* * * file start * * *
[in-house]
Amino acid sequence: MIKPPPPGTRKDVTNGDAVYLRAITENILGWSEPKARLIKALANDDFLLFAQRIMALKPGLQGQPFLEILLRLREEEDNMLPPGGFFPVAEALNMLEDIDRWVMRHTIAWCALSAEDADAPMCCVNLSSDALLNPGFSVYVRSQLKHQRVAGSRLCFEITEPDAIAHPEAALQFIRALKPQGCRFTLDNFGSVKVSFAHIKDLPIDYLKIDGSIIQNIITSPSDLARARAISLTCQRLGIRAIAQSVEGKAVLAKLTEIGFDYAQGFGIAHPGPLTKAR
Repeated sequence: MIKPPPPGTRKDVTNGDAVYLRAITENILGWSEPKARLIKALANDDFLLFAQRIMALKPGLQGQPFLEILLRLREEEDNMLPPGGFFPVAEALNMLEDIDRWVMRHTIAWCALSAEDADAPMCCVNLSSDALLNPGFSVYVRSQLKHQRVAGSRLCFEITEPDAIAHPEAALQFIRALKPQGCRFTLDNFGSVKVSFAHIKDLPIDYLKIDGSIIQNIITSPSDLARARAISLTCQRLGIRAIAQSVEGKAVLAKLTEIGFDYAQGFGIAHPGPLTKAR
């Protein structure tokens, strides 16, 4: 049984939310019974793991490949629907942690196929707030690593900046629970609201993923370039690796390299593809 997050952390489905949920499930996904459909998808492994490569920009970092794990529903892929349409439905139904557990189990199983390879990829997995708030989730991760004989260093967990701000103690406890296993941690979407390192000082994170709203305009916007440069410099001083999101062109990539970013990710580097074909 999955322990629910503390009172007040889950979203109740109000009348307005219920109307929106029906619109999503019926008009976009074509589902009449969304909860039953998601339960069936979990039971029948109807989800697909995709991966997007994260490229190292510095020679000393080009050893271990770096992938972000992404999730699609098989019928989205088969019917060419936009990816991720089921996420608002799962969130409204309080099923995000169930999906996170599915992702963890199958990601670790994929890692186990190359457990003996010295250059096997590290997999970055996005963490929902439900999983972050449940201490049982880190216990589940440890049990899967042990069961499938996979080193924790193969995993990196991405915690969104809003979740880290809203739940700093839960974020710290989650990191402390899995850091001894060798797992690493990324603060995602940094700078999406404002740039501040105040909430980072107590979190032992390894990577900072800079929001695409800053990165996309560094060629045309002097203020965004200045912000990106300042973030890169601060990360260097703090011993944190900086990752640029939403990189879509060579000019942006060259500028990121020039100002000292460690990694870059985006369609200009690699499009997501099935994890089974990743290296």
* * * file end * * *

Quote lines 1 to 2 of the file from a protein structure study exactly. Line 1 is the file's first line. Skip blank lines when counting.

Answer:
[in-house]
Amino acid sequence: MIKPPPPGTRKDVTNGDAVYLRAITENILGWSEPKARLIKALANDDFLLFAQRIMALKPGLQGQPFLEILLRLREEEDNMLPPGGFFPVAEALNMLEDIDRWVMRHTIAWCALSAEDADAPMCCVNLSSDALLNPGFSVYVRSQLKHQRVAGSRLCFEITEPDAIAHPEAALQFIRALKPQGCRFTLDNFGSVKVSFAHIKDLPIDYLKIDGSIIQNIITSPSDLARARAISLTCQRLGIRAIAQSVEGKAVLAKLTEIGFDYAQGFGIAHPGPLTKAR